Why Consider a Charitable Bequest?

by ISC Staff. Support

Only 5.3 percent of those over the age of 50 have made a charitable bequest commitment, although 33 percent of Americans are willing to consider a charitable bequest. The term “charitable bequest” is used to describe anything a person gives or leaves to charity from their estate through a will or a revocable trust. An estate is any property, money or personal belongings that a person has at the time of their death. Most people leave an estate when they die, even though they may not have significant wealth. Even an individual with a small estate can arrange to leave a charitable bequest.

Individuals choose a bequest because:

  • It is not payable until death, so it does not affect a person’s assets or cash flow during their lifetime.
  • It is revocable — a person can change the provisions in their will or trust at any time.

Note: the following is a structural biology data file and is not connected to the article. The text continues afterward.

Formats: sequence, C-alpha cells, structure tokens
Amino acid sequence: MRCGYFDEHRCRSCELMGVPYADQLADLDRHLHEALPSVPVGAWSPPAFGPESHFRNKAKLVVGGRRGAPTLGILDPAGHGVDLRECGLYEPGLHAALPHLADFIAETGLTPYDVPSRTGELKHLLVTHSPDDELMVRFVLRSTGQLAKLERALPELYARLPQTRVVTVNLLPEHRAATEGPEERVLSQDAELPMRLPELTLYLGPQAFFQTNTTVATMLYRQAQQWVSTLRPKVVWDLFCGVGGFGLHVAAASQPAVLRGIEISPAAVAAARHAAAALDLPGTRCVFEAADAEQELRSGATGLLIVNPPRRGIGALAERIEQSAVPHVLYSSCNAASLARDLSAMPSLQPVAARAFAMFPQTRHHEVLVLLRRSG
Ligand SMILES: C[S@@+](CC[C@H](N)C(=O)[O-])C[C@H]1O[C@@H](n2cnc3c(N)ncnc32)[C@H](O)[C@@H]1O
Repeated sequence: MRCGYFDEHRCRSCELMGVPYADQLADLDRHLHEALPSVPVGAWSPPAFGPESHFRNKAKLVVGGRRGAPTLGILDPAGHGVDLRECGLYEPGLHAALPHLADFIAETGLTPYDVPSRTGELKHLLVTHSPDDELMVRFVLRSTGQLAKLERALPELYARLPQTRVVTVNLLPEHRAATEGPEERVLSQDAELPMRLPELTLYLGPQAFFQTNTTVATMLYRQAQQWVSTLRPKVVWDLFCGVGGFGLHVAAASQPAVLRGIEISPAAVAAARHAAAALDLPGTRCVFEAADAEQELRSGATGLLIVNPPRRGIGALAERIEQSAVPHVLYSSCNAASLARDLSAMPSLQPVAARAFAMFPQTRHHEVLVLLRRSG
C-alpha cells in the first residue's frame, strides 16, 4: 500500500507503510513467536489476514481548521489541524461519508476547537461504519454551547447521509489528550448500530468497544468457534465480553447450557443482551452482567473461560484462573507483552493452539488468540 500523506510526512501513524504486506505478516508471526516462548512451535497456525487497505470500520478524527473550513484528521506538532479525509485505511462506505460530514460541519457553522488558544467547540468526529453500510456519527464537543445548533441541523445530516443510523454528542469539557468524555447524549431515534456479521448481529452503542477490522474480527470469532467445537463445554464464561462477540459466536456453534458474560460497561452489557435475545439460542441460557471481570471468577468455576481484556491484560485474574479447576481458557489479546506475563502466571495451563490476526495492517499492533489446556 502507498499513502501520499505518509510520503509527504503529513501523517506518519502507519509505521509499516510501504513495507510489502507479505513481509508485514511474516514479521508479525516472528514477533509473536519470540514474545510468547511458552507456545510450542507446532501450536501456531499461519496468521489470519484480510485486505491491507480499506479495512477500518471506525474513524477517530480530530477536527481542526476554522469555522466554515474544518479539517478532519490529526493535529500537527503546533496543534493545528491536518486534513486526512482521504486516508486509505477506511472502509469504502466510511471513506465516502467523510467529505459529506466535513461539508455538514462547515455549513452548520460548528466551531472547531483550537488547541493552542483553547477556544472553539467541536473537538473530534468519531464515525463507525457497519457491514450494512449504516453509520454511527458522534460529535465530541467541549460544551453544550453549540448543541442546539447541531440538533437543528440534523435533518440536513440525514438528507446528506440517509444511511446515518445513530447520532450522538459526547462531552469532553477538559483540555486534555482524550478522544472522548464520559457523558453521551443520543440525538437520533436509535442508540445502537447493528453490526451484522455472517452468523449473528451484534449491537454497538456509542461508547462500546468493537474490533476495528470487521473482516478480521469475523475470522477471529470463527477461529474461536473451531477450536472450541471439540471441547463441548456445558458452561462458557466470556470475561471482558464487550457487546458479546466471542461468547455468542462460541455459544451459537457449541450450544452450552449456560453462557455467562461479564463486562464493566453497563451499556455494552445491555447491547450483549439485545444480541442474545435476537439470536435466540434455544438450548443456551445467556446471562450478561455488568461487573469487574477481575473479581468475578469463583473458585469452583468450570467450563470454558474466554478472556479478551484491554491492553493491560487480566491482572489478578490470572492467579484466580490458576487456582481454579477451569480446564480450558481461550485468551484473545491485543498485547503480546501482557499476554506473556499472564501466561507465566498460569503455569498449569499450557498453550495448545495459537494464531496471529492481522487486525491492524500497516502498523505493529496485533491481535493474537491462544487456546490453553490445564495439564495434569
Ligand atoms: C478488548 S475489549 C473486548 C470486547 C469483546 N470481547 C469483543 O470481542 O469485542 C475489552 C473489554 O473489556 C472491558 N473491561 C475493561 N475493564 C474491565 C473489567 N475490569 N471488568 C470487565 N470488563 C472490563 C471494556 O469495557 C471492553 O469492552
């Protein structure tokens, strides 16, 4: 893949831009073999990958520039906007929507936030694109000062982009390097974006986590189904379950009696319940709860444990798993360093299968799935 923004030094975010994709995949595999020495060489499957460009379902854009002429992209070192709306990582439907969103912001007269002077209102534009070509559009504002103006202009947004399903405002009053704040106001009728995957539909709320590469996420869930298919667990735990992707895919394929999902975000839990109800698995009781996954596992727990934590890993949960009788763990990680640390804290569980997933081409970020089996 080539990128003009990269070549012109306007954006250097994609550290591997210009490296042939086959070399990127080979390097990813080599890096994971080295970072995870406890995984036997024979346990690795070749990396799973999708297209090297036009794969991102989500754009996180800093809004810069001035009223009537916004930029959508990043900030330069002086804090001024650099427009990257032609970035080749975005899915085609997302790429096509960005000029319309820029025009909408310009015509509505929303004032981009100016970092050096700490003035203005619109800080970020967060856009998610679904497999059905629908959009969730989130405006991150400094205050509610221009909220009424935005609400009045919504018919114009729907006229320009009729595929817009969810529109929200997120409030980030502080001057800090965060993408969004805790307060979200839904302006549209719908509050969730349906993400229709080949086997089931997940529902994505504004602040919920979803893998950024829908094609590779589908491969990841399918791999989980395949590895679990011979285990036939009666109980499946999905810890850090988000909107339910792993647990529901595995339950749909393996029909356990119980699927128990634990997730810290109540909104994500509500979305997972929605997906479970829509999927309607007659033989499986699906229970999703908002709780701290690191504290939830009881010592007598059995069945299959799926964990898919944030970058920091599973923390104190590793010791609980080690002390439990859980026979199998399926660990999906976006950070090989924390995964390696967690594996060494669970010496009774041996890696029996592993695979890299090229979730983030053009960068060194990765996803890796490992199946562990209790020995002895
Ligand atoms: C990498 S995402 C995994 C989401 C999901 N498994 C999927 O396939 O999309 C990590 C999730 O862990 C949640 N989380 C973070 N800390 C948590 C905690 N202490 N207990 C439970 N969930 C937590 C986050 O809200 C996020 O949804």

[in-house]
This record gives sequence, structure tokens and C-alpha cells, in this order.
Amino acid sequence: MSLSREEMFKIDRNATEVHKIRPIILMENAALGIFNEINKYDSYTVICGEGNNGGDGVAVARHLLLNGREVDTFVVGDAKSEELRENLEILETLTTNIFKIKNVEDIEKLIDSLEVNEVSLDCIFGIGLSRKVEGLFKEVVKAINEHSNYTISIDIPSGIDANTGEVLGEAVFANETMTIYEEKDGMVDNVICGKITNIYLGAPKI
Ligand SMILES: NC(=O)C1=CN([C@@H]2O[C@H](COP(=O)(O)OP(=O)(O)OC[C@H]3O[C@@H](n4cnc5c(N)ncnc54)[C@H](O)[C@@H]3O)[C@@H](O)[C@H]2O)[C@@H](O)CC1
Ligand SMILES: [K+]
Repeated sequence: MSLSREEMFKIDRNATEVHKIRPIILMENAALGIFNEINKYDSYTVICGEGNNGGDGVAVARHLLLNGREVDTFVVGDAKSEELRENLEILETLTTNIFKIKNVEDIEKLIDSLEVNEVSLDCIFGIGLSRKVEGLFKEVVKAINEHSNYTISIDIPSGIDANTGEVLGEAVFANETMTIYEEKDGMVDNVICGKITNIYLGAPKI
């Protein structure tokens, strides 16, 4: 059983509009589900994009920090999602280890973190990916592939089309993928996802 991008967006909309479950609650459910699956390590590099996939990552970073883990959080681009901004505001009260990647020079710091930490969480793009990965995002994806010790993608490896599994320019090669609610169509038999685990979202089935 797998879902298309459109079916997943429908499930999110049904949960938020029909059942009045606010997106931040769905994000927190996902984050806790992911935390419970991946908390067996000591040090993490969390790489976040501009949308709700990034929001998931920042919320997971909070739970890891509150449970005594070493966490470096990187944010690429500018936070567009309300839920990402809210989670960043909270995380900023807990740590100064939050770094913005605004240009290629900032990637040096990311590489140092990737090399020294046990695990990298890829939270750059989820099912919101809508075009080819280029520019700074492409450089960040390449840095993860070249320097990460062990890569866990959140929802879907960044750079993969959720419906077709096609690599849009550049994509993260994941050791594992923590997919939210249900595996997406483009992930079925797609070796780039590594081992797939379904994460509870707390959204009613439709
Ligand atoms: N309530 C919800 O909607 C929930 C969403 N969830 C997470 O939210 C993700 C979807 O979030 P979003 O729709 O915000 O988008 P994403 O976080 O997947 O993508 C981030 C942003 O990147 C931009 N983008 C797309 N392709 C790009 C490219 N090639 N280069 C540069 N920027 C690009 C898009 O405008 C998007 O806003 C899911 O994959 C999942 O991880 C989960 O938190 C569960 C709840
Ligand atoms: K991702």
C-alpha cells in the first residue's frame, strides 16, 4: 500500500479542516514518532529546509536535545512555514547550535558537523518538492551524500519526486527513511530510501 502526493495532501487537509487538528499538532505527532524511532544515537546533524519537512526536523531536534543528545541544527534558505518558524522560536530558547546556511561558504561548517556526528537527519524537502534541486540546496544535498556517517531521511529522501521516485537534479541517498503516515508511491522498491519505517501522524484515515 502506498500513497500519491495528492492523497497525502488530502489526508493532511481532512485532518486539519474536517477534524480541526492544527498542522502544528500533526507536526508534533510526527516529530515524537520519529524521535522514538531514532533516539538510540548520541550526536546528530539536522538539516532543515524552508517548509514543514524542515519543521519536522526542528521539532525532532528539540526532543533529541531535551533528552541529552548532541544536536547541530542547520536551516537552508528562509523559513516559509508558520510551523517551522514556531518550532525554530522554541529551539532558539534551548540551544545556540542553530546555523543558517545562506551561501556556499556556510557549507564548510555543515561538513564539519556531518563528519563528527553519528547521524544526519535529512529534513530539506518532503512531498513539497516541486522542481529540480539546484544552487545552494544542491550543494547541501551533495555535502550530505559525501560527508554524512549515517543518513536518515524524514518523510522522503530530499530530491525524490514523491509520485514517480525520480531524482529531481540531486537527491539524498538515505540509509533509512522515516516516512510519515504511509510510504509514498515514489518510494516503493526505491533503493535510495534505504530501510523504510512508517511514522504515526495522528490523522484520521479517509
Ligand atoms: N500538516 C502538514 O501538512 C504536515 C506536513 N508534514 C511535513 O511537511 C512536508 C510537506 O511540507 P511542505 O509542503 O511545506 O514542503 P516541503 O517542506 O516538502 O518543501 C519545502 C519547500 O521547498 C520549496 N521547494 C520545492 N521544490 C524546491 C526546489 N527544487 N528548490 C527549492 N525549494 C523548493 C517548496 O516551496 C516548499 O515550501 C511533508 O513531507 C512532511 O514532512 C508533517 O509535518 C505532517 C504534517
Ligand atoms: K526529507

• A person’s giving options are increased and will be appropriately recognized by the charity, or a donor may instead choose to remain anonymous.

Even many donors with large families choose to leave a charitable legacy to set an example for posterity on the importance of prudently managing their inheritance and making a difference.  Millions of dollars each year are invested in Iowa State University from the estates of our donors and their legacy at Iowa State lives on!

For more information on charitable bequests, please contact the ISU Foundation’s Office of Gift Planning at 800.621.8515 or email the ISUF Gift Planning team at giftplanning@foundation.iastate.edu.

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